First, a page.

“Somebody just asked me to help out their son,” says motocross trainer Don Solley, on how he eventually created the Xcel Trainer Motocross School. “Nothing crazy, just trying to teach him a few things.”
It did get crazy, though — crazy successful. Those few lessons turned into an expanded curiculum, and well attended. Don’s 40-acre school, based in Fort Pierce Florida, has become a prominent motocross practice and training facility, teaching kids everything from body position and breaking to throttle control and maintenance. But it’s not all serious stuff all the time; there’s also training for jumps, whips, and wheelies.
Don is the ideal teacher of this kind of skill. The son of professional drag racer Chip Solly, the Florida native started racing professionally at age 18 (he’s now 30).
His life, through a series of jumps, whips and wheelies, reflected his art.
“It was up and down,” he says of both his life and motocross career. “I had moments that were really, really good, and then there were moments where I struggled. The hardest part was trying too hard too soon instead of letting myself learn through the process.”
The result of putting the pedal to the metal?
“I had a lot of injuries,” he says of what he calls his “injury phase,” “which definitely held me back from where I could have been. I was always trying to push through it, trying to get a result each weekend. I should have just been more patient and learned and applied myself better during the week. I needed to learn how to be patient. Patience is hard to think about.”
The injuries of an ambitious young man on the motocross move were par for the course: damage to the spleen, kidneys and liver, legs and knees. Add to that a dislocated shoulder, which needed a full reconstruction.
“It spiraled me into not being patient and trying to rush back too soon,” he says.
During the injury phase, Don took on a few more clients, who went on to national-level success.
“So I thought, this is kind of fun to watch these kids go on and do well,” he says, “so maybe I’ll do this along with my own racing. I started having more fun helping the kids, seeing how happy they were when they reached their success. It was really fulfilling on my end. I just started putting a lot of focus on that.”
The school offers both private and group training, focusing on technique and fundamentals (but emphasis on the fun). Also offered are training camps and even an online program where non-local kids can learn via video.
Don’s major priority when teaching: preventing the injuries that he experienced himself.
“We do a lot of technique-based stuff,” he says. “Some kids go by ‘let’s go faster!’ I go more by the lines of learning the technique. The speed is going to come as a result of that. It helps the riders to be more well rounded and to keep injuries to a minimum as well. That’s something I know was a mistake on my part when I was racing, so I really try to focus on injury prevention. It’s all about keeping the kids safe and healthy, making sure that they’re not overexerting themselves.”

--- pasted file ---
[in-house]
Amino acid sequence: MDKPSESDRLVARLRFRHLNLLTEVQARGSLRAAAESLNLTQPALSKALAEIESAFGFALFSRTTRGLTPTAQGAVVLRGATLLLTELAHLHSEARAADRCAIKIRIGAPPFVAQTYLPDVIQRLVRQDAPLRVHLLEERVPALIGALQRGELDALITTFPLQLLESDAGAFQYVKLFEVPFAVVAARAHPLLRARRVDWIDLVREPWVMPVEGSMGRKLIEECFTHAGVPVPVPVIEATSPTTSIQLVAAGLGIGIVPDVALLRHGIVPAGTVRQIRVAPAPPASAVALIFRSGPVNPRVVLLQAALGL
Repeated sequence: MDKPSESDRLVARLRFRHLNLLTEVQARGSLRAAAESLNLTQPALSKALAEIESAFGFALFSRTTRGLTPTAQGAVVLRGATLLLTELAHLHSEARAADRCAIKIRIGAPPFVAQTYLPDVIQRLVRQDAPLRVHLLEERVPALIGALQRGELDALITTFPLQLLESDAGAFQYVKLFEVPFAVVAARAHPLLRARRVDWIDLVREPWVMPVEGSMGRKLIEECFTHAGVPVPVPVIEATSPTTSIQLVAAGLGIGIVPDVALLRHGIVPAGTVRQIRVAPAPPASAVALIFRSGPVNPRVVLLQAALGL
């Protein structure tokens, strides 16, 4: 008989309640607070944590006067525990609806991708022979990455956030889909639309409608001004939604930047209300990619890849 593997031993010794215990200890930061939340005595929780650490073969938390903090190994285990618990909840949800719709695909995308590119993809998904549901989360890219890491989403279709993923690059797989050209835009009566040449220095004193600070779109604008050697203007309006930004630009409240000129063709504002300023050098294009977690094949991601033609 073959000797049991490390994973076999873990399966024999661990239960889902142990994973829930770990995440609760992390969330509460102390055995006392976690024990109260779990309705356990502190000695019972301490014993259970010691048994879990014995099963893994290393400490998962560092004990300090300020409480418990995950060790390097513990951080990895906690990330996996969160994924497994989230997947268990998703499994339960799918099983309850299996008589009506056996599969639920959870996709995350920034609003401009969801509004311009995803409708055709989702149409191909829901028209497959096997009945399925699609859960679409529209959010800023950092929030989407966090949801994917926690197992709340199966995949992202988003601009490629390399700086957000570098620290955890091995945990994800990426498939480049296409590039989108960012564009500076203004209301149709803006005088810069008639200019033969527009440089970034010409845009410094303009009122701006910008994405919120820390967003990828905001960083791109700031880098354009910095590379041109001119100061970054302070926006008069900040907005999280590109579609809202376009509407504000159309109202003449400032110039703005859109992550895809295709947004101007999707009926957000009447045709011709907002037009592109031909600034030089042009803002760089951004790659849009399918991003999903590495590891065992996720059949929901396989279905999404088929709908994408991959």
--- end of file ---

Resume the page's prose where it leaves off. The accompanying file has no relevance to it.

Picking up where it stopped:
Still, teaching kids who are gunning to ride always presents a challenge: “understanding their mind and how they learn,” Don says. “That’s probably the hardest thing. For some, you need to be really nice and calm and patient. For some others, you have to push them a little bit harder. And I just have to be able to figure that out.”
Professional potential also often rears its head in the course of a motocross course.
“Some kids have a higher ceiling, I guess you can say, with where their potential could be,” Don says. “I have to be able to see that quickly so that I am not holding certain students to such a high standard. Some of the kids who are winning at a national level, they are obviously going to be held to a standard that is above the local kids, just because they are the best in the country. The other kids are just having fun at a local level. They don’t care how fast they are, they are just doing it for fun. Being able to differentiate that is definitely crucial to having success with the kids.”
A large component of Don’s teaching technique is his lifelong love for the art of motocross.
“It’s taught me so much through my life,” he says. “When you work hard, you can achieve your goals. Because it’s an individual sport, you can directly see those changes. If you work really hard in football or baseball or any other sport, sometimes you can’t see your results, because you have other people on the field who may dictate how you are going to do. With motocross, it’s a direct reflection. If you work hard at it and stay really focused, you’re going to succeed and you will reach your goals at some point or another.”
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